Mike Bloomberg can erase the bad  impression he made in the Nevada debate  at the CNN town hall on Monday, February 24 and at the South Carolina debate the next evening by carefully calibrating his remarks about Sen. Sanders, the acknowledged front-runner in the field.

As I pointed out in my February 5 blog, Sanders and Trump are each disrupters appealing to disaffected Americans who feel left out and  want to upend the American economic and government structures to right the wrongs that they believe have damaged them.

Sanders’ route to these changes is socialism (or “democratic” socialism as he prefers to call it, whatever that means) while Trump’s is capitalism in the economy with adjustment of government institutions to conform to his personal preferences on social issues.

“Taking on” Sanders in a purely adversarial manner should not be Bloomberg’s approach at either coming event.

First, to do so would avoid the striking victories Sanders has achieved thus far as no one seems to like him except the voters. Second, Sanders and his staff are unprepared to deal with any form of magnaminity from his primary opponents. His much-imitated (and successful) speaking style on the stump including orchestra-conductor arm movements and liberal use of paranoid finger are instinctively adversarial. That’s his practiced shtick.

I suggest that Bloomberg should say something like this:

“My hat’s off to Bernie for the solid victories in Iowa, New Hampshire and Nevada. His appeal to much of the Democratic Party’s primary electorate is an impressive achievement and he ought to be proud of it.

“He’s a disrupter, calling out the system where he believes it has failed.

“I know how that feels. I started a company that created information technology in the finance world that gives needed data in real time, replacing an outmoded and defective system that I disrupted. Now that company is the leader in its field worldwide and I’m proud of it.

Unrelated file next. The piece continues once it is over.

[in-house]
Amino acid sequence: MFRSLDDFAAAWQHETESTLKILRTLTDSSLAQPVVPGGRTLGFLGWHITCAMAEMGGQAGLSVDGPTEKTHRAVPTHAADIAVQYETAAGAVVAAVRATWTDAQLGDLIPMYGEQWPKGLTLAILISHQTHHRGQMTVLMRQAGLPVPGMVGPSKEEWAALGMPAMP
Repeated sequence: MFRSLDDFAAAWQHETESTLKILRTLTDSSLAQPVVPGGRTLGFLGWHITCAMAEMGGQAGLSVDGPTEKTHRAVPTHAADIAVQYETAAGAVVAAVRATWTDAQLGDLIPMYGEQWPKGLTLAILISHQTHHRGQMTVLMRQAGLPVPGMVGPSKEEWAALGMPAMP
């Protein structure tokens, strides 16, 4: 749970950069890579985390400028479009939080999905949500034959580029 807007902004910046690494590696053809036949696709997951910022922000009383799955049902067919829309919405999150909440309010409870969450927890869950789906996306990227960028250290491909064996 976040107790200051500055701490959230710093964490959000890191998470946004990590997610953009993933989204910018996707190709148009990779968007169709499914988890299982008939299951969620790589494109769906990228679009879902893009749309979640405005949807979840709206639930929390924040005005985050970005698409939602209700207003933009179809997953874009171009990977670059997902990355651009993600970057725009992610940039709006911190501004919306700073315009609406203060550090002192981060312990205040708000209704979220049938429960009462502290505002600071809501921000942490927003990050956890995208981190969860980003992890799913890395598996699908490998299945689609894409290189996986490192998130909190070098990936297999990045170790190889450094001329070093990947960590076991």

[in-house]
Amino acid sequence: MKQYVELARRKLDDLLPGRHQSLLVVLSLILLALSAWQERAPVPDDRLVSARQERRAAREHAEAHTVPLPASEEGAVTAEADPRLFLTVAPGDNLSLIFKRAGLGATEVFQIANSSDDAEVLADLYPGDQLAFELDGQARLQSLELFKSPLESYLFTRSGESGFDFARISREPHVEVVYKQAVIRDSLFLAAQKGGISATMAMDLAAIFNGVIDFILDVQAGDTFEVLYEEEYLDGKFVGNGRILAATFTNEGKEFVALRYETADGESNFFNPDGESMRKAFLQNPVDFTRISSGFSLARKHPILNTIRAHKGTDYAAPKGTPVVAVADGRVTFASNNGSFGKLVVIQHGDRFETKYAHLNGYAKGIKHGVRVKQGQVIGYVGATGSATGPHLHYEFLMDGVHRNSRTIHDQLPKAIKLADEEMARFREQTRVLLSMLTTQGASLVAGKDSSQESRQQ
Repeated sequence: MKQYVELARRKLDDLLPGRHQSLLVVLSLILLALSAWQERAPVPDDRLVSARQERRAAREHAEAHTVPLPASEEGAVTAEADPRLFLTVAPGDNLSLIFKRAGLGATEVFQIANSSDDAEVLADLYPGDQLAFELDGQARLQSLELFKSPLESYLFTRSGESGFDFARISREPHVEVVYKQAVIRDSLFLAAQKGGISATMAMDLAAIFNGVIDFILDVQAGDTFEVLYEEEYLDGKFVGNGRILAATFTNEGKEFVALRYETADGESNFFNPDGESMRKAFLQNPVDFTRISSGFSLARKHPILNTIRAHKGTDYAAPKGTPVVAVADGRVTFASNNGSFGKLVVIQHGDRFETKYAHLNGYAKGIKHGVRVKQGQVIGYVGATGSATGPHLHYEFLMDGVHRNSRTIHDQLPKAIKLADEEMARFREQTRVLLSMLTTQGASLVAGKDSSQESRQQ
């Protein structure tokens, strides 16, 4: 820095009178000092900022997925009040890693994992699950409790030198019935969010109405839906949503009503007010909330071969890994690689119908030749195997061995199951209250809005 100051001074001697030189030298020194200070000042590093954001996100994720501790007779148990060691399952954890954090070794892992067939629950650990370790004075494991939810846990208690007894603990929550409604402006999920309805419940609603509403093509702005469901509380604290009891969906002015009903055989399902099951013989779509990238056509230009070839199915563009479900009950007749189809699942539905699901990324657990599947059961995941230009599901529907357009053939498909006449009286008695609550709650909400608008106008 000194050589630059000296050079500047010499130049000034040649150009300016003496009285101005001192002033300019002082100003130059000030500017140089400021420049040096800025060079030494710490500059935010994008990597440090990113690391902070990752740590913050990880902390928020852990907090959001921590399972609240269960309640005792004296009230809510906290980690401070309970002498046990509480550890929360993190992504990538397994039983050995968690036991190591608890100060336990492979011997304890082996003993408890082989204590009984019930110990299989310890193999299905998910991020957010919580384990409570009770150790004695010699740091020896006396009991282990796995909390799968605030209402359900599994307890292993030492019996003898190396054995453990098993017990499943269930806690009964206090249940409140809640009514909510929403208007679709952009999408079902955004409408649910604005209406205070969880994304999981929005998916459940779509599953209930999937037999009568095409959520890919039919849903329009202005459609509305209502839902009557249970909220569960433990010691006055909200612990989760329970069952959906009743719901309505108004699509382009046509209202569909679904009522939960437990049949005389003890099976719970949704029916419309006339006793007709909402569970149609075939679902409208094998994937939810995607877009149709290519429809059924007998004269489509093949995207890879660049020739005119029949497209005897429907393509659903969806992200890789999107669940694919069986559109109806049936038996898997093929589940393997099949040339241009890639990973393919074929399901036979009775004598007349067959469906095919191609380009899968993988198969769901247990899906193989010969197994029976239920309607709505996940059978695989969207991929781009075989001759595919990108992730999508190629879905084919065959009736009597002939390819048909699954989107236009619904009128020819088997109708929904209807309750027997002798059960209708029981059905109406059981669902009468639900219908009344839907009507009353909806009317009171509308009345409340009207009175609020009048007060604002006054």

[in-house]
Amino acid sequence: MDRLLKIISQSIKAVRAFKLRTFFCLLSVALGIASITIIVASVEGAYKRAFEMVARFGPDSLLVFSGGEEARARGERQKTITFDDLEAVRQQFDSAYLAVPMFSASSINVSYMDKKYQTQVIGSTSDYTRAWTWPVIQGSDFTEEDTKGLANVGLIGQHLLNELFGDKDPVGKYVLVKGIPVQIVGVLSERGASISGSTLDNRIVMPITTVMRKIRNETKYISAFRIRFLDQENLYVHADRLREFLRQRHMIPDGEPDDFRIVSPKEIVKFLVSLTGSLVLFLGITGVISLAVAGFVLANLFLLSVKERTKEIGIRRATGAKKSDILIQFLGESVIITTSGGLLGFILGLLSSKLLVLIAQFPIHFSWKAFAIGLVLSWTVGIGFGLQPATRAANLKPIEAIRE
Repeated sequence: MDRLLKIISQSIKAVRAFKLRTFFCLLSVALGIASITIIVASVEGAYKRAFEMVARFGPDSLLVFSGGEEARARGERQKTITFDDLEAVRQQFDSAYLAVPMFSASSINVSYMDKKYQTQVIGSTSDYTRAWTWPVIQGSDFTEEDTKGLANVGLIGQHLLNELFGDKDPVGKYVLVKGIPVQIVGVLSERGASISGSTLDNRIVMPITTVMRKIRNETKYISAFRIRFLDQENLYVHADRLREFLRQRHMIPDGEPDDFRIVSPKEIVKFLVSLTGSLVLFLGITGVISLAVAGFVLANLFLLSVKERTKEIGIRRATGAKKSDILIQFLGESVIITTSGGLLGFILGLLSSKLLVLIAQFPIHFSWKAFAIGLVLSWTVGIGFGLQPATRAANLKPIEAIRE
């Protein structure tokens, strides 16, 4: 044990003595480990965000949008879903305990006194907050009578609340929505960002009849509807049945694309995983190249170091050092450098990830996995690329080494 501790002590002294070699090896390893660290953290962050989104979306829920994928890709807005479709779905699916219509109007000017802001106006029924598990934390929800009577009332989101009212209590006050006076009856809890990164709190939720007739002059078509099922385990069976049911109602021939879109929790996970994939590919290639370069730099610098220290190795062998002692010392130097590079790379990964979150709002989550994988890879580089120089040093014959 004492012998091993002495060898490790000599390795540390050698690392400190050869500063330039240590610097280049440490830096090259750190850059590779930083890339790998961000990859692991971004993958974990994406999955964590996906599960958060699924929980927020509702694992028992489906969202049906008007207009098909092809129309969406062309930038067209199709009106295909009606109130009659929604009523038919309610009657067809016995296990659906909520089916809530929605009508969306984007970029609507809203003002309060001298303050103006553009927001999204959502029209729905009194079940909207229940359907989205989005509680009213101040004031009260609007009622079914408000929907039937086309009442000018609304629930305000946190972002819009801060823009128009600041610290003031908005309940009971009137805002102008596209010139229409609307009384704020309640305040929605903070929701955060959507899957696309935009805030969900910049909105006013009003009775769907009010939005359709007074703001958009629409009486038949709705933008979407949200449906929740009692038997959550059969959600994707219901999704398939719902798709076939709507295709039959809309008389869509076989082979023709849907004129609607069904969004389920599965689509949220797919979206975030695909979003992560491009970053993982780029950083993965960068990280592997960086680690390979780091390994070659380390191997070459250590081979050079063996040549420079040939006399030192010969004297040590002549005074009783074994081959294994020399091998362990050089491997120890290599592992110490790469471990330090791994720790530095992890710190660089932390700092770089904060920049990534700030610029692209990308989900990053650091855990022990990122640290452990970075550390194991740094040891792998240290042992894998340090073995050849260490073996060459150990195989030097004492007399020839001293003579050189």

“But disruption cannot be an end in itself. I profoundly disagree with Bernie’s democratic socialist adventure: it is wrong for America; it will damage our chance to beat Trump; it threatens to destroy our majority in the House and to end our opportunity to take back the Senate; and it will never be approved by either a Democratic or Republican congress.”

Bloomberg needs to speak to the American people as a president would: incisively and honestly. His theme that he can both beat Trump and is prepared for the presidency by business experience and government experience in the “second toughest job” in America is surely right.

As to the “other” candidates on the stage in South Carolina, they have cheapened themselves with internecine attacks incompatible with the presidency.

Though speaking in sentences and paragraphs, Buttigieg’s attacks there were bare-knuckle and unattractive. Klobuchar, too, seemed  nervous and unsteady suggesting a deep-seated “what am I doing here anyway” doubt.

Biden was shaky especially when  calling the court-appointed monitor in the stop-and-frisk federal case a “moderator.” (His professed knowledge of everything and his protestations that he has “done it” are tiresome. He’s not that small that he has to make himself appear to be that big.)

Sure, politics is a blood sport. Less blood on Monday and Tuesday will help Bloomberg.